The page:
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How Is Asthma Diagnosed?

If you or your child experience symptoms such as wheezing, frequent cough, shortness of breath or chest tightness, it is important to see a healthcare provider to determine if the symptoms point to asthma.

To diagnose asthma, a doctor will evaluate these symptoms, ask for complete health history, conduct a physical exam and look at test results.

Today, asthma is no longer thought of as a single disease. Asthma is often categorized into different types based on the triggers identified by the doctor and the patient that cause breathing problems and make asthma symptoms worse. They include:

  • Allergic asthma
  • Aspirin-induced asthma
  • Cough-variant asthma
  • Exercise-induced asthma
  • Nighttime asthma
  • Steroid-resistant asthma
  • Occupational asthma

Some people have asthma that is very difficult to treat that does not respond well to inhaled corticosteroids.

Depending on the type of asthma, there are different management steps and treatment options that can help.

Researchers have started to look deeper at the role that inflammation plays in asthma. They believe that all people with asthma have some degree of inflammation of the airways. They have categorized these into four biological pathways of inflammation, or endotypes:

  • Eosinophilic
  • Neutrophilic
  • Mixed eosinophilic and neutrophilic
  • Non-inflammatory (Paucigranulocytic)

Health History

You will be asked for some medical history, which should include family members with asthma, allergies, smoking and exposure to secondhand smoke, and exposure to pollutants in your workplace.

Testing for Asthma

There are also several breathing tests your healthcare provider may perform. The most common lung function test is called spirometry. This lung function test uses a device called, a spirometer, to measure the amount and speed of the air you blow out. This helps your healthcare provider see how well your lungs are working.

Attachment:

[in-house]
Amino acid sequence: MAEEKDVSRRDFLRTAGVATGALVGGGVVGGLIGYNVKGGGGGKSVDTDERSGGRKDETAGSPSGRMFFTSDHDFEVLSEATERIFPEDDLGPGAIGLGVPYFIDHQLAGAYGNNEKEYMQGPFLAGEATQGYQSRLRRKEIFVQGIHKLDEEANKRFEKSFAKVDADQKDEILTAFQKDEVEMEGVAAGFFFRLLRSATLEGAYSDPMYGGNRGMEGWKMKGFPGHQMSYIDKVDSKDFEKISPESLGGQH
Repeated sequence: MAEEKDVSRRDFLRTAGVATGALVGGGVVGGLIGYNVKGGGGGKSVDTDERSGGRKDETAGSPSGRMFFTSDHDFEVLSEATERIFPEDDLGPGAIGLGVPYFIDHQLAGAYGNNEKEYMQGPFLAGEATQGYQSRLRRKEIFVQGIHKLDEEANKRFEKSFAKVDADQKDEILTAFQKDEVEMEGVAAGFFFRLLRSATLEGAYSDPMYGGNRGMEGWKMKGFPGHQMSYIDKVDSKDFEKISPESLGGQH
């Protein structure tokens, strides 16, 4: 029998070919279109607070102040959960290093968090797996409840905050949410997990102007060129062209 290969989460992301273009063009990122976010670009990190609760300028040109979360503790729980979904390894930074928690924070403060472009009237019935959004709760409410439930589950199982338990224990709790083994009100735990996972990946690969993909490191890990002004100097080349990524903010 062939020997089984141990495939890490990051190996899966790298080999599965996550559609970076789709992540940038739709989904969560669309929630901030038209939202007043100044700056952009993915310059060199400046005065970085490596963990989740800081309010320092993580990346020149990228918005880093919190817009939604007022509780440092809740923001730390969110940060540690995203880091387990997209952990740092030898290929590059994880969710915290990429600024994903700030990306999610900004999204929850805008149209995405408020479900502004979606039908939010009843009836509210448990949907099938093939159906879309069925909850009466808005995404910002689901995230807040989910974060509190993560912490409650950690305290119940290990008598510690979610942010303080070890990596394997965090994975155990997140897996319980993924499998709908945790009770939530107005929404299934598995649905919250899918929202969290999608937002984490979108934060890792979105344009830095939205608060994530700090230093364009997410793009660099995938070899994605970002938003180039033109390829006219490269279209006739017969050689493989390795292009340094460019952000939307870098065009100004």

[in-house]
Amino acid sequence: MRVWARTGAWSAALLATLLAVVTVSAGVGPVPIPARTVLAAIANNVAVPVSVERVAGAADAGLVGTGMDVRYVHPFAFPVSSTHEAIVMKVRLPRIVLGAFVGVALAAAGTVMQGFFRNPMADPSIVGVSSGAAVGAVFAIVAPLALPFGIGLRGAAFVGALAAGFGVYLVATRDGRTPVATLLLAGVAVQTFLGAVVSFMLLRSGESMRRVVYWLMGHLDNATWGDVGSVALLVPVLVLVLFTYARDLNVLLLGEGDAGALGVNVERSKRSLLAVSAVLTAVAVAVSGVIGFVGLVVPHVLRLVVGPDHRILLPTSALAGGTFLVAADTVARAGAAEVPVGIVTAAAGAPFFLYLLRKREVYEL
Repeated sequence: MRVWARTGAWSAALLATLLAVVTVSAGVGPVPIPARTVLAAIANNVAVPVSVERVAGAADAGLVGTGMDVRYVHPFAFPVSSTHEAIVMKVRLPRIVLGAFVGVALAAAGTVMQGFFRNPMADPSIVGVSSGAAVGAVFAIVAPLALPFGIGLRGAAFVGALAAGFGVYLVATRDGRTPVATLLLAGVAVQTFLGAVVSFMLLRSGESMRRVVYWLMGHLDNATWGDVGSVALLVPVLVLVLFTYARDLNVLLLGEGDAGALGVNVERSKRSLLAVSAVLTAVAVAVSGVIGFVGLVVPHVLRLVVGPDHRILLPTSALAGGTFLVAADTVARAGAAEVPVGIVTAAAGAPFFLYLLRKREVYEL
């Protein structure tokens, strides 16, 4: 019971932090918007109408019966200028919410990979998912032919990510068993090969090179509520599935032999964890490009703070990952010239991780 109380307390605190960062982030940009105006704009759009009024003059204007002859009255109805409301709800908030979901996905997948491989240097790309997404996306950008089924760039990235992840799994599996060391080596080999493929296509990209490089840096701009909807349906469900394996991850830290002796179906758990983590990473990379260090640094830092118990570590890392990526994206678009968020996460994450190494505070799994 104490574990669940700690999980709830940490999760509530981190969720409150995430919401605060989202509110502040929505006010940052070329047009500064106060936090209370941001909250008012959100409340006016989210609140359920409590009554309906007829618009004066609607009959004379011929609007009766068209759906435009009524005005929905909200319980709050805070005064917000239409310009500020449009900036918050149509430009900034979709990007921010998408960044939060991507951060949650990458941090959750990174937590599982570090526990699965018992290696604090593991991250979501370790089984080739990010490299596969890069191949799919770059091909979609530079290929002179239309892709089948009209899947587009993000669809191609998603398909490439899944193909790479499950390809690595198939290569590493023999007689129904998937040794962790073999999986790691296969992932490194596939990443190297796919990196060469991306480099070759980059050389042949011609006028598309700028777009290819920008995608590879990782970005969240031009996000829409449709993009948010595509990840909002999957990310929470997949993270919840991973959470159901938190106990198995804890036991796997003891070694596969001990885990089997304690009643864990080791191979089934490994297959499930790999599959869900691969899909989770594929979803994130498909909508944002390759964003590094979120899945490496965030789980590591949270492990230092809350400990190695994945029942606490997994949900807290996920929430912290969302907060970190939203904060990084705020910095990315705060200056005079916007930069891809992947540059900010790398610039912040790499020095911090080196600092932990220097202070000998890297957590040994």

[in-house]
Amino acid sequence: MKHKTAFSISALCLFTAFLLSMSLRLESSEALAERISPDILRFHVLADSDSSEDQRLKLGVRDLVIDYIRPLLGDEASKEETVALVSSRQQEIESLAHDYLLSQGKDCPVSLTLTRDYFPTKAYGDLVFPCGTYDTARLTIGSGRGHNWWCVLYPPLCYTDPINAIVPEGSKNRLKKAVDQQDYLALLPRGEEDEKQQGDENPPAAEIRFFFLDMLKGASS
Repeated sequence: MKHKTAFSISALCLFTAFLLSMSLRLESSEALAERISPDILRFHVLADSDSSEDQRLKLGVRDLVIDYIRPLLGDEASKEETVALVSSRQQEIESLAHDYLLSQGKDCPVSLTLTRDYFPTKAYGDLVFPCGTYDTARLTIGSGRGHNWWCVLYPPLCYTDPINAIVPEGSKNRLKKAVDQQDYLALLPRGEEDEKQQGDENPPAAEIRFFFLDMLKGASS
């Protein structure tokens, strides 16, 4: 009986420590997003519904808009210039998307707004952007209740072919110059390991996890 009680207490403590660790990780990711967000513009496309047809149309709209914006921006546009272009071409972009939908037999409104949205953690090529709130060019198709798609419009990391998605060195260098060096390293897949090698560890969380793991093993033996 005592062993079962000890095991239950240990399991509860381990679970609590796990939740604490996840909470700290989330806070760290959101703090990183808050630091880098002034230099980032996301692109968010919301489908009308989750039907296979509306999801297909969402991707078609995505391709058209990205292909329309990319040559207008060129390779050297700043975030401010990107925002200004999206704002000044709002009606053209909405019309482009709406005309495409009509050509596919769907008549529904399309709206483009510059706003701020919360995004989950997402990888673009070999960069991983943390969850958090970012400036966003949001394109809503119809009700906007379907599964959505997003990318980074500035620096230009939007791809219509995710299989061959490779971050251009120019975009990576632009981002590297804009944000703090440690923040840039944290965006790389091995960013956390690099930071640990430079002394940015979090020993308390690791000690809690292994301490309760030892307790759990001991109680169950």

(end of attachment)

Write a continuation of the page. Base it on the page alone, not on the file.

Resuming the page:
Other tests could include allergy testing (blood or skin), a blood test to check for cells responsible for inflammation, exhaled nitric oxide or FeNo test, and challenge tests, such as methacholine. Other lung diseases may cause some of the same symptoms as asthma. If your doctor thinks you might have something else, he or she may order additional tests.

Breathing Problems During Exercise

If you have chest tightness, cough, wheeze or shortness of breath during exercise, your doctor may perform extra tests to see if you have a type of asthma called, exercise-induced asthma or exercise-induced bronchospasm. For some people, they will only have asthma symptoms during exercise. There are many benefits to exercise, so work with your doctor to find the best management steps and treatment options for you.

Diagnosing Asthma in Children

A young child who has frequent wheezing with colds or respiratory infections is more likely to have asthma if:

  • a parent has asthma
  • the child has signs of allergies, including the allergic skin condition eczema
  • the child wheezes even when he or she doesn't have a cold or other infection

To help your child's healthcare provider make a correct diagnosis, be prepared to provide information about family history of asthma or allergies, the child's overall behavior, breathing patterns and responses to foods or possible allergy triggers. Lung function tests are often used to make an asthma diagnosis, but they are very hard to do with young children. The doctor may use a 4- to 6-week trial of asthma medicines to see if they make a difference in your child's symptoms. Get more information for parents of children with asthma.

Discussing an Asthma Treatment Plan

If you are diagnosed with asthma, you and your doctor will discuss a treatment plan just for you, including the use of medicines. Make sure you know how and when to use these medications—ask your doctor, asthma educator or pharmacist.

    Resources
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    Getting Ready for Your Office Visit [PDF]

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    Webpage Resource

    Questions to Ask Your Doctor about Asthma

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    Reviewed and approved by the American Lung Association Scientific and Medical Editorial Review Panel. Last reviewed May 27, 2018.

    Page Last Updated: July 11, 2019

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